Quality and Ofsted

Apprenticeships – Initial Assessments (May 2021)

In this article we consider the importance of initial assessments for apprentices, with the impact this essential early activity has on the planning and implementation of delivery.  Individuals starting apprenticeships bring with them a range of different experiences.  This experience, in terms of both educational and work, will have a direct bearing on the knowledge, skills and behaviours in existence when starting the apprenticeship.  Initial assessment has a direct impact on the quality of learning and is essential in ensuring funding requirements are met.  We will be exploring both aspects within this article.

The robustness of the initial assessment should form part of the eligibility assessment.  Will the individual learn sufficiently new skills, knowledge and behaviours that can justify the apprenticeship and the public funding associated with it?  Apprenticeships are designed to ensure apprentices develop full occupational competence at completion.  The initial assessment is essential in exploring and identifying those knowledge, skills and behaviours that are already at standard, and highlight those that need focused attention, as part of an individual learning plan.  

It is one thing to collate information through an initial assessment, but it requires the ability to analyse and account for the findings when creating the individual learning plan.  This may result in opportunities for a shortened programme, where there is extensive skills and knowledge apparent when coming onto the apprenticeship.  It may also allow for stretch & challenge for some apprentices, or focused intervention support for others.  Ultimately, it is all about making the provision individually focused.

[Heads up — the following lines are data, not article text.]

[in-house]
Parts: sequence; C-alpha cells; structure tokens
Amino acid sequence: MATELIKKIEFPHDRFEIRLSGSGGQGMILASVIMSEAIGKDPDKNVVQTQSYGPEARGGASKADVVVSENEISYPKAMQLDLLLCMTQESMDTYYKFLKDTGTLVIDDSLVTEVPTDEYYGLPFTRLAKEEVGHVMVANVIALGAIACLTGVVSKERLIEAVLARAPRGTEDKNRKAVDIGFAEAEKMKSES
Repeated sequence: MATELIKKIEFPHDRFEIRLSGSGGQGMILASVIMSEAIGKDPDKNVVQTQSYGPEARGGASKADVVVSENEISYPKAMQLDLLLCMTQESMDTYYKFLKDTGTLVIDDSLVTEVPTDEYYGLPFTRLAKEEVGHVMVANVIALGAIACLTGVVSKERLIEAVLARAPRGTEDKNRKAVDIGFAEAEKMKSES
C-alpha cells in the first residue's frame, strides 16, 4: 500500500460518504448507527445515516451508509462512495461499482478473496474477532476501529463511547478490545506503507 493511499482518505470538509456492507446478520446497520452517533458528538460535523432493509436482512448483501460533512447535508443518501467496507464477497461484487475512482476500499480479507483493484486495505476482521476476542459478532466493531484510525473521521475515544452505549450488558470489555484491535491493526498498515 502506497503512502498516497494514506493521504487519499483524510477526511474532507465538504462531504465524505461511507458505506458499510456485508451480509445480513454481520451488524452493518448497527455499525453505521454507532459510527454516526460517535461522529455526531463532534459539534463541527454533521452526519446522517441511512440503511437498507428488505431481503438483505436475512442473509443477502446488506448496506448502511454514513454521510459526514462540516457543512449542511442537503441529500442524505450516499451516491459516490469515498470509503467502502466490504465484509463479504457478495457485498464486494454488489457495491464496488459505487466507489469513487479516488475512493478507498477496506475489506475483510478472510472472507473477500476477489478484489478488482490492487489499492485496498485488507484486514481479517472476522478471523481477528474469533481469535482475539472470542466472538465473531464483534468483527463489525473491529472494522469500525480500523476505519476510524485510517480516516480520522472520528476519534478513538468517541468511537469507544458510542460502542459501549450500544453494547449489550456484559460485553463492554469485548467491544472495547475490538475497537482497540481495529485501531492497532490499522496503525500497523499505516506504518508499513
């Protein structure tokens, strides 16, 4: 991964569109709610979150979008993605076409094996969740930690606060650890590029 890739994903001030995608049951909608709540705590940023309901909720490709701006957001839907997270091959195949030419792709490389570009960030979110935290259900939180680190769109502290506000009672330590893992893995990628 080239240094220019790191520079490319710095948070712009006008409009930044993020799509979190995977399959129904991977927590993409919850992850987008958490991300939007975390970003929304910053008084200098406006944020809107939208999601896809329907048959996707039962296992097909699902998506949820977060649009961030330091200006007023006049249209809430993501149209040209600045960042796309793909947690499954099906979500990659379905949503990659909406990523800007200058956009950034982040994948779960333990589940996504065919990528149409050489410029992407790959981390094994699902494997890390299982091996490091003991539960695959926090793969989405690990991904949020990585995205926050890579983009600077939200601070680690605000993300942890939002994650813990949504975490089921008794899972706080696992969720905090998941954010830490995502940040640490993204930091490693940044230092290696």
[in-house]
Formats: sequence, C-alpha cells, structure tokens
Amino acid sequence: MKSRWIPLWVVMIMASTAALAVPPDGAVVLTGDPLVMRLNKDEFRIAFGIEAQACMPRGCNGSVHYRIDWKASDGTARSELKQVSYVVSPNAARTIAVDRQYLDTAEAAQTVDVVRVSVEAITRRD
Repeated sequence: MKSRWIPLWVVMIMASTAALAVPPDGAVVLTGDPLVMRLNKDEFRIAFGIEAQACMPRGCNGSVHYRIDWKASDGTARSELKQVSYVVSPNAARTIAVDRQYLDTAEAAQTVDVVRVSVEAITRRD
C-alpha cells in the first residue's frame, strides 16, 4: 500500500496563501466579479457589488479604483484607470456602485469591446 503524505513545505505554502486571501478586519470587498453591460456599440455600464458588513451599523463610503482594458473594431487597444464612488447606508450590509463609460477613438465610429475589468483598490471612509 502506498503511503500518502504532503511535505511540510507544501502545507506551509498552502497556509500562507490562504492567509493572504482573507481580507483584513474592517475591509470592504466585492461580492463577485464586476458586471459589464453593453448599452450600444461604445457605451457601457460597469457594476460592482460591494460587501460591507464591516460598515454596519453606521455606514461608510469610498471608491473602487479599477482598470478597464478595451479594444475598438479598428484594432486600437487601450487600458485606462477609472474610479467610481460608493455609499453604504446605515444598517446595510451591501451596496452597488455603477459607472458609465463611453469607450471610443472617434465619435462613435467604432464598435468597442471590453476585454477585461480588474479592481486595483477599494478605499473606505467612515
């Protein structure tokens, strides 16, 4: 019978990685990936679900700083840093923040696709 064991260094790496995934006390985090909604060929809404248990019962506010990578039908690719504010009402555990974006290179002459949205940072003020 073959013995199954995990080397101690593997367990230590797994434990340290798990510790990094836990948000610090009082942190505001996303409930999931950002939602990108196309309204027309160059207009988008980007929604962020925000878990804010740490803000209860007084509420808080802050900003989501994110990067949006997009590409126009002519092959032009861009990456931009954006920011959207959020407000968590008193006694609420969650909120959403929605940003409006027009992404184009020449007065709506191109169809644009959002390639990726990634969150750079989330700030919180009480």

The extent of learning need will have a direct bearing on the length of the apprenticeship and funding, with reasonable adjustments applied.  Initial assessment should feed into the calculation and adjustment to the length of the apprenticeship, which in turn influences the ‘Total Negotiated Price’.  This adaption of course length and cost will need to be available to the ESFA, including during audits.  It provides evidence that apprentices are being individualised to account for their needs, resulting in public funds being effectively used.  Without this approach and ability to evidence implementation of strong initial assessment, and the impact this has had on confirmed course length and negotiated price, the risks are high of non-compliance and funding clawback.

Initial assessment historically was based around (and often at times solely) focused on Recognised Prior Learning (RPL).  Examples being accredited learning such as GCSE’s or equivalent for English and maths requirements, and unit credits that mapped directly into mandated qualifications of an apprenticeship.  There is the expectation and need for it to be far more holistic, looking at knowledge, skills, and behaviours, digital literacy skills and vocational and industry diagnostics of English and maths.  Thus, ensuring apprentices have the skills both for the current occupation and to support further promotion and the social mobility that can bring.  By combining these assessment components together, a full analysis can impact on the learning plan going forward, individualising the learning experience, and promoting strong progression in learning in an effective way.